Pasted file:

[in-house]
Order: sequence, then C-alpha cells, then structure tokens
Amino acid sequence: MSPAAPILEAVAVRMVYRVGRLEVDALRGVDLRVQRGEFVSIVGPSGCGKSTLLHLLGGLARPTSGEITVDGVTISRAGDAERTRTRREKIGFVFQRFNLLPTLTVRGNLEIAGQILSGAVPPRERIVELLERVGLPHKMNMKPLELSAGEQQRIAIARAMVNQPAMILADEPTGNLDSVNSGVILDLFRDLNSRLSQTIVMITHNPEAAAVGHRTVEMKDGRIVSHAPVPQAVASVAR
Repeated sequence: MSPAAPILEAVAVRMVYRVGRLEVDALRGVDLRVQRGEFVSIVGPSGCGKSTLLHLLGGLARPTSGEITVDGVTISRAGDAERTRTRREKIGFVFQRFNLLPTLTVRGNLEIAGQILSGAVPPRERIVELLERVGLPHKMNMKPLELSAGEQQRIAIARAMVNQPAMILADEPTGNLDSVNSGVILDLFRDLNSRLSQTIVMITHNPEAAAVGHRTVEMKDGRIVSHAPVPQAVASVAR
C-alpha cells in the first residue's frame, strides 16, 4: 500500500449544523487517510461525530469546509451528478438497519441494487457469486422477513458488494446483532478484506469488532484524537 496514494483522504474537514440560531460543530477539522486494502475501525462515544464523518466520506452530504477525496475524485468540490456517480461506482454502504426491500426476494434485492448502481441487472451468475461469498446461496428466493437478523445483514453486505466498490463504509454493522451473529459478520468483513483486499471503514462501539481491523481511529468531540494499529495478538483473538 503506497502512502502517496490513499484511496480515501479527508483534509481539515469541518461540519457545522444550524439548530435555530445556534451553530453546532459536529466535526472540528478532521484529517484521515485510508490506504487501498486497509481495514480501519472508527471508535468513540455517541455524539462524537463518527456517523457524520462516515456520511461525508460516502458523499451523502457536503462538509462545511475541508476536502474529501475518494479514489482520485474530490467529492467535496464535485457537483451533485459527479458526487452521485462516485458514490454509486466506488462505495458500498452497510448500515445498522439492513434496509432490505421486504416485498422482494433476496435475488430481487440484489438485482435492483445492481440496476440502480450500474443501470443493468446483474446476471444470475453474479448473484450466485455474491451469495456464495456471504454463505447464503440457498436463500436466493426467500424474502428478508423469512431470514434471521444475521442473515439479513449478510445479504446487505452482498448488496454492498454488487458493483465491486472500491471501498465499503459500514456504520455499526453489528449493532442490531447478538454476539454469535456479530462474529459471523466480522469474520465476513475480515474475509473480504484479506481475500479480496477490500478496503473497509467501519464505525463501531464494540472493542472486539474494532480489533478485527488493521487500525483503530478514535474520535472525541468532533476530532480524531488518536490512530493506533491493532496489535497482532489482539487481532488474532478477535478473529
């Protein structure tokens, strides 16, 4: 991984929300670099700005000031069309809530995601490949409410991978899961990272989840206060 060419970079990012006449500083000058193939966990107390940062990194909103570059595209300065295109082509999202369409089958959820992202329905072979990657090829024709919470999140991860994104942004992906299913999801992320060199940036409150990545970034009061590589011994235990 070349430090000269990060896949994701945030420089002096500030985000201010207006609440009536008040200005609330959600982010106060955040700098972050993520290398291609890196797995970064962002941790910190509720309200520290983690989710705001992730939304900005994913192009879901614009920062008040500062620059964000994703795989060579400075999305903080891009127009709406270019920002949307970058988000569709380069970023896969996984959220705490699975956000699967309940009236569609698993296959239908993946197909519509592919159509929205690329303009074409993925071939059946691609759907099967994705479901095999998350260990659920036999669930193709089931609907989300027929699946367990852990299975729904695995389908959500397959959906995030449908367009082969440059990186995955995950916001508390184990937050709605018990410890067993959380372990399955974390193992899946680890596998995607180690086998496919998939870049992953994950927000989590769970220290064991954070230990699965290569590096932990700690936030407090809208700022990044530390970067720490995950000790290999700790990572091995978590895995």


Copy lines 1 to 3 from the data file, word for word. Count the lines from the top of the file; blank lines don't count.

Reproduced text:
[in-house]
Order: sequence, then C-alpha cells, then structure tokens
Amino acid sequence: MSPAAPILEAVAVRMVYRVGRLEVDALRGVDLRVQRGEFVSIVGPSGCGKSTLLHLLGGLARPTSGEITVDGVTISRAGDAERTRTRREKIGFVFQRFNLLPTLTVRGNLEIAGQILSGAVPPRERIVELLERVGLPHKMNMKPLELSAGEQQRIAIARAMVNQPAMILADEPTGNLDSVNSGVILDLFRDLNSRLSQTIVMITHNPEAAAVGHRTVEMKDGRIVSHAPVPQAVASVAR